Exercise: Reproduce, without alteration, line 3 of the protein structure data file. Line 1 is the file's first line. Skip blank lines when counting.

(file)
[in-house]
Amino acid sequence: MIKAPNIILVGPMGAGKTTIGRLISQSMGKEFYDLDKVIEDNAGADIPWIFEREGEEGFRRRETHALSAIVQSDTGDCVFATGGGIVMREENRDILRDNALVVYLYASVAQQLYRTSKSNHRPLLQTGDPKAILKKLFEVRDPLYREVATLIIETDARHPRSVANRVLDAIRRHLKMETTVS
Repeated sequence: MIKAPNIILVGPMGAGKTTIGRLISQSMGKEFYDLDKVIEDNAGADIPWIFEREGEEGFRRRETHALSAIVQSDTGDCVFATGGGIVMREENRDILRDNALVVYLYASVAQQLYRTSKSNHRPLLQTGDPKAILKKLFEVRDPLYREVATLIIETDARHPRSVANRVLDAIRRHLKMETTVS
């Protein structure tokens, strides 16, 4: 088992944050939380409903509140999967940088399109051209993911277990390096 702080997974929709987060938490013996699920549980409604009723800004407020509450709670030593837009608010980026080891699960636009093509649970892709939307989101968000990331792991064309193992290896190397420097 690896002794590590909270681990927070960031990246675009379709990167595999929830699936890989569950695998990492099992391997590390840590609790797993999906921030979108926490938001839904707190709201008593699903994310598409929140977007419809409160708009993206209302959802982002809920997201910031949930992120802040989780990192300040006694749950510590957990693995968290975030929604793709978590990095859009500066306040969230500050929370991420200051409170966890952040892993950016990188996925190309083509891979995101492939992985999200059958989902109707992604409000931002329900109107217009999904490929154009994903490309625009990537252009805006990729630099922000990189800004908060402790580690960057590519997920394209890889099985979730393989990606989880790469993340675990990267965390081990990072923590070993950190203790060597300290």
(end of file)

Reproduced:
Repeated sequence: MIKAPNIILVGPMGAGKTTIGRLISQSMGKEFYDLDKVIEDNAGADIPWIFEREGEEGFRRRETHALSAIVQSDTGDCVFATGGGIVMREENRDILRDNALVVYLYASVAQQLYRTSKSNHRPLLQTGDPKAILKKLFEVRDPLYREVATLIIETDARHPRSVANRVLDAIRRHLKMETTVS